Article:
This article appears as part of the Money HQ newsletter.

Putting your family first

When you’re in your 40s and 50s, you can sometimes feel like you’re financing three generations, not just one. Many people find themselves caught in the ‘sandwich’ generation – responsible for both their children’s future financial wellbeing and that of their parents. At the same time, you may also want to consolidate your own investments so you have enough money to enjoy your own retirement.

Making a multi-generational financial plan

Nowadays, more of us are thinking about financial planning for the whole family. Money is moving up, down and across generations.

Once you start to think beyond your own generation, you may discover your mindset about money changing.

Today, we’ll look at the practical ways you can start thinking and planning multi-generationally.

Are you using all your tax allowances?

We all want to save ourselves some money. So it makes sense to take advantage of the tax allowances that are right in front of us. Especially the ones we’re most familiar with, such as the annual £20,000 ISA allowance.

ISAs are simple, tax-friendly savings accounts. Cash ISAs make a good, tax-efficient home for rainy-day funds, and Stocks & Shares ISAs can provide the potential for growth from your investments. Growth that can help you achieve longer-term ambitions, from buying a new home to affording a good school.

ISAs make good sense for cross-generational saving too. Putting money aside in an ISA for long-term care costs for yourself or your loved ones, can take a weight off everybody’s mind.

Children get a tax break too

When it comes to giving your children a head start, opening a Junior ISA (JISA) for them means they can build up a tax-efficient pot of money. The maximum you can pay into a JISA is £9,000 in any tax year. This can be accessed at 18, or rolled over into a standard ISA.

It’s a great way to encourage children to save and get into good money habits early. This money might help with driving lessons, or living costs at university, or even go towards a first house deposit.

Our teenagers will have very different working lives to us, with portfolio careers and flexible working patterns. Giving them a financial head start can put them in a strong, stable position when they’re starting out.

Read more:

Money HQ | Why do we find it hard to save for our future self?

Junior pensions and pension tax relief

Many of us don’t think about our pensions until we’re well-established in our careers. However, any parent or legal guardian can open a Junior Pension for their child as soon as they’re born. You can usually only put up to £2,880 a year into a Junior Pension, and the 20% pension tax relief bumps this up to £3,600.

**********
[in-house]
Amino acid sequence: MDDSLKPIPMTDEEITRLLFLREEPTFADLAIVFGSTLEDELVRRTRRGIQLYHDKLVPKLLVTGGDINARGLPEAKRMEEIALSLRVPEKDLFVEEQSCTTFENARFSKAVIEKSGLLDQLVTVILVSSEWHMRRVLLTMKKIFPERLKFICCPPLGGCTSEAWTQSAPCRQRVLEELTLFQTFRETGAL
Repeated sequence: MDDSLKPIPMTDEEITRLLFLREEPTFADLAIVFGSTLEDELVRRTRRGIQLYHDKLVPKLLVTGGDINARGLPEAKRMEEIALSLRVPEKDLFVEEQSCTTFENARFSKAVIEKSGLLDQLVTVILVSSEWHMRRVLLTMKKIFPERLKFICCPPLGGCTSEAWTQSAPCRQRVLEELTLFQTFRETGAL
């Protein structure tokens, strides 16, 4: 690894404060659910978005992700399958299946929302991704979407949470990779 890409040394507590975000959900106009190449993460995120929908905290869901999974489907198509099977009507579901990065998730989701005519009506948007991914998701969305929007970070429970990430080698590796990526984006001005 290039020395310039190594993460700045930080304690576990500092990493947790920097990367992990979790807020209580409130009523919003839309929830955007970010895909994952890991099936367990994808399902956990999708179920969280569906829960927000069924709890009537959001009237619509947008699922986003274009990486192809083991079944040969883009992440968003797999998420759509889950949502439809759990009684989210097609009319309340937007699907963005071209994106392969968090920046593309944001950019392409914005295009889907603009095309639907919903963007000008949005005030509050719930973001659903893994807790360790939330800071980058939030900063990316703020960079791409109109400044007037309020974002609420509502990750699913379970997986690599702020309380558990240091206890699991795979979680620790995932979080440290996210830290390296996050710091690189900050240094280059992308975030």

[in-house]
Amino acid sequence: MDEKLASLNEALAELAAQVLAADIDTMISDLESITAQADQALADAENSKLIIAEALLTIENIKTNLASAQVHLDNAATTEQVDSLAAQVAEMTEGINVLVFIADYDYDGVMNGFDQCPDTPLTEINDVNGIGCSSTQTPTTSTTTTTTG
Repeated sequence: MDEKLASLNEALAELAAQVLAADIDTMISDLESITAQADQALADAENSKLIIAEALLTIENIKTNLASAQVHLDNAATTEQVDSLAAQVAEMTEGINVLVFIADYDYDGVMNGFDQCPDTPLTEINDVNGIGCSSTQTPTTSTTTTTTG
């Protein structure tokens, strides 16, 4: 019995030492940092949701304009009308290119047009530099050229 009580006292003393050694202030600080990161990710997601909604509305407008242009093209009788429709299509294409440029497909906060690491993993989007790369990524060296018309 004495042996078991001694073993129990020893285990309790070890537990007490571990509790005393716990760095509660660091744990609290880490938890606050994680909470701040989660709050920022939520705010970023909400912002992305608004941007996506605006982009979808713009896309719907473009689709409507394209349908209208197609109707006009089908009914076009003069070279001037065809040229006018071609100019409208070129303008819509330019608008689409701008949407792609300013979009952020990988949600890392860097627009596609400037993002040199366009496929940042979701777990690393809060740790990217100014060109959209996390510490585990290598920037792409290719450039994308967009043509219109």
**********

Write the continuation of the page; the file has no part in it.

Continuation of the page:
Those tax benefits mean that even small amounts paid in regularly can grow significantly by the time they retire themselves. Most of the tax allowances and tax reliefs you can claim are on a use-it-or-lose-it basis, so planning ahead is important.

The Herald:

How to pay less Capital Gains Tax

People often forget about their annual Capital Gains Tax (CGT) exemption too, which can also make a difference to the amount of money you have to invest, or save. CGT is the tax that you pay on the profits if you sell a property or asset that has increased in value. The current 2024/25 Tax Year CGT exemption means that the first £3,000 of profit is tax-free.

The amount of CGT you’ll pay depends on your tax band and the asset you’ve made a gain on. It’s well worth taking financial advice on this, as it is a complex area of tax planning.

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Getting on top of CGT can make a real difference to your family’s financial health.

We spend much of our lives earning, saving and investing. But just as important is knowing how and when to start spending your money or using it to help other members of the family. Moving money around the family may also mean you lower your eventual IHT bill too.

Ben Stark is a chartered financial planner with over a decade of experience advising businesses and families. He is partnered with St. James's Place Wealth Management.